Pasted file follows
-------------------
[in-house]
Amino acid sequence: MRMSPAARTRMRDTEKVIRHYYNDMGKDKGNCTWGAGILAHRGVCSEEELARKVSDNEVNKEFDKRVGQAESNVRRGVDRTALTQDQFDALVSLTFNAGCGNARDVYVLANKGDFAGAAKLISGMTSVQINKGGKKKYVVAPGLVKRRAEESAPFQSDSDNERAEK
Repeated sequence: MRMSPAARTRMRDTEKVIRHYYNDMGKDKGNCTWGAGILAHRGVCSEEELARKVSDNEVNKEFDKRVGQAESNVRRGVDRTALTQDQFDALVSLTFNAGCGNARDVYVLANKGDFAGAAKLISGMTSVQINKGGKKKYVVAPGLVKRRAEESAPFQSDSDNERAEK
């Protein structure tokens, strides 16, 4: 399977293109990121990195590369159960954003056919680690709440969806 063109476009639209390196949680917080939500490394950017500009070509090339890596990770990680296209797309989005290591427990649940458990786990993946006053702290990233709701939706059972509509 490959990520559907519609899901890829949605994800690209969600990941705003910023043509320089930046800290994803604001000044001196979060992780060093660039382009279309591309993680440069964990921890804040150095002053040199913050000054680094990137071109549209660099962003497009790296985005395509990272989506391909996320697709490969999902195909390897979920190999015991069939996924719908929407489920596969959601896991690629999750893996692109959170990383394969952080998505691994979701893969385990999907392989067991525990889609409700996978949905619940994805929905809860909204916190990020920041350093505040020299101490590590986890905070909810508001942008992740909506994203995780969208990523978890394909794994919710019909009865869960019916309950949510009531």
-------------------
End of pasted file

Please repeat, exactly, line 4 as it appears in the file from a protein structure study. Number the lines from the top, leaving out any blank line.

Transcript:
């Protein structure tokens, strides 16, 4: 399977293109990121990195590369159960954003056919680690709440969806 063109476009639209390196949680917080939500490394950017500009070509090339890596990770990680296209797309989005290591427990649940458990786990993946006053702290990233709701939706059972509509 490959990520559907519609899901890829949605994800690209969600990941705003910023043509320089930046800290994803604001000044001196979060992780060093660039382009279309591309993680440069964990921890804040150095002053040199913050000054680094990137071109549209660099962003497009790296985005395509990272989506391909996320697709490969999902195909390897979920190999015991069939996924719908929407489920596969959601896991690629999750893996692109959170990383394969952080998505691994979701893969385990999907392989067991525990889609409700996978949905619940994805929905809860909204916190990020920041350093505040020299101490590590986890905070909810508001942008992740909506994203995780969208990523978890394909794994919710019909009865869960019916309950949510009531």